After the implants have been placed, you will need to wait several months for a process called osseointegration to occur. During this time, your jawbone will gradually fuse to the titanium posts, creating a solid and stable anchor for your dentures.
Once osseointegration is complete, your dentist will attach a connector called an abutment to each implant post. This abutment serves as the link between the implant and your dentures, allowing them to snap firmly in place.
Finally, your dentures will be custom-crafted to fit securely over the abutments. Depending on the type of implant-supported denture you choose, you may need multiple implants to support a complete set of teeth.
Osseointegration and Implant-Supported Dentures
One of the most critical aspects of implant-supported dentures is osseointegration. Osseointegration refers to the process by which the dental implant fuses with the jawbone, creating a stable foundation for the denture to attach.
During osseointegration, the dental implant acts as a replacement for the tooth root, stimulating the surrounding bone tissue to grow around it. This process takes several months to complete and requires a great deal of patience on your part. You’ll have temporary dentures while osseointegration takes place.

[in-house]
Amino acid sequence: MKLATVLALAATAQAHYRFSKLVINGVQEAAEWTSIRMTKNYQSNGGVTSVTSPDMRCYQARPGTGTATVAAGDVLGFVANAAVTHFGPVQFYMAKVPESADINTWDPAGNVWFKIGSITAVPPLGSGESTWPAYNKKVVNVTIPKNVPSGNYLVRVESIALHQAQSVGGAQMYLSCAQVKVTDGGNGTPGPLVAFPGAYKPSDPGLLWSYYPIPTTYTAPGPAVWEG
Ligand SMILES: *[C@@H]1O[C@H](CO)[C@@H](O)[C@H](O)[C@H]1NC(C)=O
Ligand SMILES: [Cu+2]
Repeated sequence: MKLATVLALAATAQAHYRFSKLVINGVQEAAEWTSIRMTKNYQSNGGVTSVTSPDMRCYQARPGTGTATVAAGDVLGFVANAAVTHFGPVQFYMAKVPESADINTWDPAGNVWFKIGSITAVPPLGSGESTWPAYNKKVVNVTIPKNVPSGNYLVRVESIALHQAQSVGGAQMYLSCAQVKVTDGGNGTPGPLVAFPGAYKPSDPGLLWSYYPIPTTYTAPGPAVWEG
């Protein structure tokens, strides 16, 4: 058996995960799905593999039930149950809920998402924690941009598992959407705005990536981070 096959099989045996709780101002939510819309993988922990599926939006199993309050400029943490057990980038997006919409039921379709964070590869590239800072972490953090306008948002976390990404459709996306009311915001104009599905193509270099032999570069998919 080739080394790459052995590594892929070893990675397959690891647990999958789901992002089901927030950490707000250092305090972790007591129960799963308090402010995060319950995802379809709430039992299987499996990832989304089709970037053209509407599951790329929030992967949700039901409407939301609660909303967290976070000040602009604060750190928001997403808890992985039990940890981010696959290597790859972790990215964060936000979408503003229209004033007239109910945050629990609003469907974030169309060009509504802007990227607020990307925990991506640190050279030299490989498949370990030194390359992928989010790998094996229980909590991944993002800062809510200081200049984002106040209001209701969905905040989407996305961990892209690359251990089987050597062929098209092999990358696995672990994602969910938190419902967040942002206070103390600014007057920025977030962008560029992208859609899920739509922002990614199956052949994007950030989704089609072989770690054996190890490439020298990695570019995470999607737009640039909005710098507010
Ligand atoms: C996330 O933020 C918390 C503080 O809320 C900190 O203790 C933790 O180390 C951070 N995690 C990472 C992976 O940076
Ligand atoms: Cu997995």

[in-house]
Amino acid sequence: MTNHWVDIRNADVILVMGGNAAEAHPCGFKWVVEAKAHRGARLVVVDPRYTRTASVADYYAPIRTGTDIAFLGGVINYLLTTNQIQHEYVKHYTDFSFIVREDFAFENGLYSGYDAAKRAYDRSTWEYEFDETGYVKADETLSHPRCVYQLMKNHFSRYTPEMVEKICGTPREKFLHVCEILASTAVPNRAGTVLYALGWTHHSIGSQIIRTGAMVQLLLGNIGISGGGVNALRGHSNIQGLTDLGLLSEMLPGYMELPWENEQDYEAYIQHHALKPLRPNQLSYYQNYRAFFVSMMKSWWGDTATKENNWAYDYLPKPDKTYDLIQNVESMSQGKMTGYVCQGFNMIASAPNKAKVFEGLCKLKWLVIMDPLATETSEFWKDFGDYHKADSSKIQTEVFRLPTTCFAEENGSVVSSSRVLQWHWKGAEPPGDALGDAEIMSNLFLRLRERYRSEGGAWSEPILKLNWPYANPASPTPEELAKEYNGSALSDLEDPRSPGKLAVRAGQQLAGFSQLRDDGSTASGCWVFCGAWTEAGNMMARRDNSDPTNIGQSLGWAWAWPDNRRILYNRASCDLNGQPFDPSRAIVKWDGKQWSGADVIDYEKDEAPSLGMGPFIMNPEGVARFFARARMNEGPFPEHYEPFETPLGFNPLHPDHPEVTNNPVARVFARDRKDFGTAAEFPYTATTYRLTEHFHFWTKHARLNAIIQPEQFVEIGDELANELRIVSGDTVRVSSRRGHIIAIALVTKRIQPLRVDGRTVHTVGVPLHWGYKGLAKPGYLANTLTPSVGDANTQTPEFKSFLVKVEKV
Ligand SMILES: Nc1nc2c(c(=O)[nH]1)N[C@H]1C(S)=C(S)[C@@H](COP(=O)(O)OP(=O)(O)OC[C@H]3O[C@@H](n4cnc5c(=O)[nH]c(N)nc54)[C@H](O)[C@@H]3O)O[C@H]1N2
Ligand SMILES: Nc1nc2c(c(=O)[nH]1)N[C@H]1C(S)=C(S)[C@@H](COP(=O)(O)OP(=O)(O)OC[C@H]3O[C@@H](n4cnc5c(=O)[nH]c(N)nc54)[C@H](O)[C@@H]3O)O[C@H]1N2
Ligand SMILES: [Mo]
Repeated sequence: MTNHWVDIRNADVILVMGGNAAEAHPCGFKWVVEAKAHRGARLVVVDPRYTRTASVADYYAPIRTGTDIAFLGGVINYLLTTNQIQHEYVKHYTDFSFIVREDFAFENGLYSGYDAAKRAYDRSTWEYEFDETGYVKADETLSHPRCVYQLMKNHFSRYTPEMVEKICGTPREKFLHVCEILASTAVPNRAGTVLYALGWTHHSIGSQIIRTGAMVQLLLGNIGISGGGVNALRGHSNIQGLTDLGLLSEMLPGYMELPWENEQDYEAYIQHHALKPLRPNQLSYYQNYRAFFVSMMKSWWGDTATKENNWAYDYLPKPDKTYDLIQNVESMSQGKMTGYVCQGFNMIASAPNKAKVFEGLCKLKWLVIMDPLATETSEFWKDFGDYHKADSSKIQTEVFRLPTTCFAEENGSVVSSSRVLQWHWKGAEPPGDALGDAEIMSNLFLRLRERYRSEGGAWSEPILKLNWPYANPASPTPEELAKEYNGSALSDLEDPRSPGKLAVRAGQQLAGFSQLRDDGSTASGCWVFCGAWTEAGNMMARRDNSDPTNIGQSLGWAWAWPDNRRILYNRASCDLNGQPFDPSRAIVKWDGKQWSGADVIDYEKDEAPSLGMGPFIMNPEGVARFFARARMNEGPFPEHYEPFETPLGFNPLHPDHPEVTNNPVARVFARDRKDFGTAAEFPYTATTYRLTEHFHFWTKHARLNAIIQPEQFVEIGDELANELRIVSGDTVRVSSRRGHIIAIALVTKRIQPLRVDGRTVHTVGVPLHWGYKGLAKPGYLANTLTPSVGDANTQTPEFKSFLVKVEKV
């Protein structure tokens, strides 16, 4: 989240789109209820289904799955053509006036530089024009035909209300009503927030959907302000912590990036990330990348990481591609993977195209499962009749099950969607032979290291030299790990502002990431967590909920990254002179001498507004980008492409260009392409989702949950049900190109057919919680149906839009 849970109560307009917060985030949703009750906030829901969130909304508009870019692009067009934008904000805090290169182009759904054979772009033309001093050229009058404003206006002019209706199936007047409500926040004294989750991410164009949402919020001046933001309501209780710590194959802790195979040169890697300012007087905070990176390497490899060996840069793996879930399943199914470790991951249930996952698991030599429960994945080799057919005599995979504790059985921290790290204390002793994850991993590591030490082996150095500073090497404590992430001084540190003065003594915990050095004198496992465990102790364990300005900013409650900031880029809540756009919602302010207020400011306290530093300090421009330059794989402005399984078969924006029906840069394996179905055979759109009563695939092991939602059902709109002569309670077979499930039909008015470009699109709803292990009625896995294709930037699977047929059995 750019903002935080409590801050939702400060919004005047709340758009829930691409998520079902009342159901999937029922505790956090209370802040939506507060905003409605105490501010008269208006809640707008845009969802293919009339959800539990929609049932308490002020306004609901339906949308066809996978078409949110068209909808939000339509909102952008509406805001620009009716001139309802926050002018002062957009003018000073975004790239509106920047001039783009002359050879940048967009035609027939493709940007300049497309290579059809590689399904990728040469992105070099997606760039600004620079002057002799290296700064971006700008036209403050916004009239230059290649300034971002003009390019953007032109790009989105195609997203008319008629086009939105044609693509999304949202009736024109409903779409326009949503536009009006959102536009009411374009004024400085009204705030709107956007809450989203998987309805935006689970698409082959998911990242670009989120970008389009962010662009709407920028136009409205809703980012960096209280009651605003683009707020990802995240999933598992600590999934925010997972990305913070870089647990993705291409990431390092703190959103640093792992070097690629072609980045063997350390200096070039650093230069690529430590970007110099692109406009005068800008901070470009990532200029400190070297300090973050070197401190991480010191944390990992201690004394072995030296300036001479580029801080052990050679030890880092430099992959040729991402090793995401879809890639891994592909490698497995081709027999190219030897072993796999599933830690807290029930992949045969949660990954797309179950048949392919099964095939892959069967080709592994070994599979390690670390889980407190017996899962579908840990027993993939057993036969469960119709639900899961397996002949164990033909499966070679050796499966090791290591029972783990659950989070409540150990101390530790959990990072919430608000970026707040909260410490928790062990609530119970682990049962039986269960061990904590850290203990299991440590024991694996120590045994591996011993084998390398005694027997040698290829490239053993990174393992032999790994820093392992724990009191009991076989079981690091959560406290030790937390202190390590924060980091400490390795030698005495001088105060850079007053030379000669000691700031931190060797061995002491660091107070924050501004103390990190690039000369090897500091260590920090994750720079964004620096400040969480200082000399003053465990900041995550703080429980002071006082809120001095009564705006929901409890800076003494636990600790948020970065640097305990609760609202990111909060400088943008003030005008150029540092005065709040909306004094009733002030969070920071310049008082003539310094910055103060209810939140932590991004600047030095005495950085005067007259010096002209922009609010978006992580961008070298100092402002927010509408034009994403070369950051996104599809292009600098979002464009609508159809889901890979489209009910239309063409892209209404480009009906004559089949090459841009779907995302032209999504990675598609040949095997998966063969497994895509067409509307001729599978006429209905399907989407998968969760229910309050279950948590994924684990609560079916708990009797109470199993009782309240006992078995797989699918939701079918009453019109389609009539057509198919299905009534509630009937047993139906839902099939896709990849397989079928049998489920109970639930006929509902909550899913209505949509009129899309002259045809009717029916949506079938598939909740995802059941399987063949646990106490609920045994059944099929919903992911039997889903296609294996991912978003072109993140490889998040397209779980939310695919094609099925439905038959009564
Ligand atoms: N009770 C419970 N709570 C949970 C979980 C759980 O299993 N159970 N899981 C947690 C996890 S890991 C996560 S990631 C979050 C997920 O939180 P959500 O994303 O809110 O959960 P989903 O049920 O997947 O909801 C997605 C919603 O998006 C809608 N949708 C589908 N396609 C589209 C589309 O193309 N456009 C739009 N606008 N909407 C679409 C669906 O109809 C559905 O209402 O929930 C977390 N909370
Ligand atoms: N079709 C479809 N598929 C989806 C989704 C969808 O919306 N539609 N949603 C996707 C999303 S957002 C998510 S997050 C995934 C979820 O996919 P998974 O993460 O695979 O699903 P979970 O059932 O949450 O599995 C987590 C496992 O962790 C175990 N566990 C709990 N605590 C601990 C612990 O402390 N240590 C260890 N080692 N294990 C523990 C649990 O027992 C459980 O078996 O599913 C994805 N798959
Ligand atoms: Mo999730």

While the process may take some time, the benefits are well worth the wait. Implant-supported dentures offer a level of stability, comfort, and security that traditional dentures simply cannot match. They do not require adhesives or clasps to hold them in place, allowing you to speak and eat with confidence.
Types of Materials Used for Implant-Supported Dentures
When it comes to choosing materials for implant-supported dentures, there are a few options to consider. Traditional dentures are generally made of acrylic, a type of plastic. Implant-supported dentures come in three main types of materials.
This is the most commonly used material for denture bases because it’s lightweight, durable, and easily moldable. Acrylic is also affordable, making it an excellent choice for many patients.
This material is often used for the teeth in implant-supported dentures. It’s highly durable, looks like natural teeth, and resists stains. Porcelain has a higher cost, but it’s a good investment for patients looking for a long-lasting and natural-looking smile.
Zirconia is a newer material that’s gaining popularity for its strength and durability. It’s resistant to cracks and chips, making it a good choice for patients who tend to grind their teeth. Zirconia is also biocompatible, meaning it won’t irritate the gums or cause an allergic reaction.
Your dentist will be happy to discuss your options regarding the material for your implant-supported dentures.
We Want You to Have the Best Smile
Our doctors and staff want you to have the best, most confident smile possible. We have four doctors on staff, Dr. Fannin, Dr. Dills, Dr. Hall, and Dr. Sponenberg, who are all highly qualified and experienced with implant-supported dentures. Any one of them can help you if you’re interested in this dental innovation to give you better comfort for many years to come.